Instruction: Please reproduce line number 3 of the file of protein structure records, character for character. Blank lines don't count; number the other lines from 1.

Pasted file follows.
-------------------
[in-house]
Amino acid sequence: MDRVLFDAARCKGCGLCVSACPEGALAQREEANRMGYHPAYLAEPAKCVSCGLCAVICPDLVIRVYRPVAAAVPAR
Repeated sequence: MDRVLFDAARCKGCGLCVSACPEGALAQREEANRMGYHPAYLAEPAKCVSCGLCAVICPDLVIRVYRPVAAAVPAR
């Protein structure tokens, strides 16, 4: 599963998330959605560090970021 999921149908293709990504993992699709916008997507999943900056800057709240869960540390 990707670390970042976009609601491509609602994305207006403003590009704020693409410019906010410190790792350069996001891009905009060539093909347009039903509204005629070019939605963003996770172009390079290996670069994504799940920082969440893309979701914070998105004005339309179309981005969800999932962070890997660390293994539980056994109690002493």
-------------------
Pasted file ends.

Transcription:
Repeated sequence: MDRVLFDAARCKGCGLCVSACPEGALAQREEANRMGYHPAYLAEPAKCVSCGLCAVICPDLVIRVYRPVAAAVPAR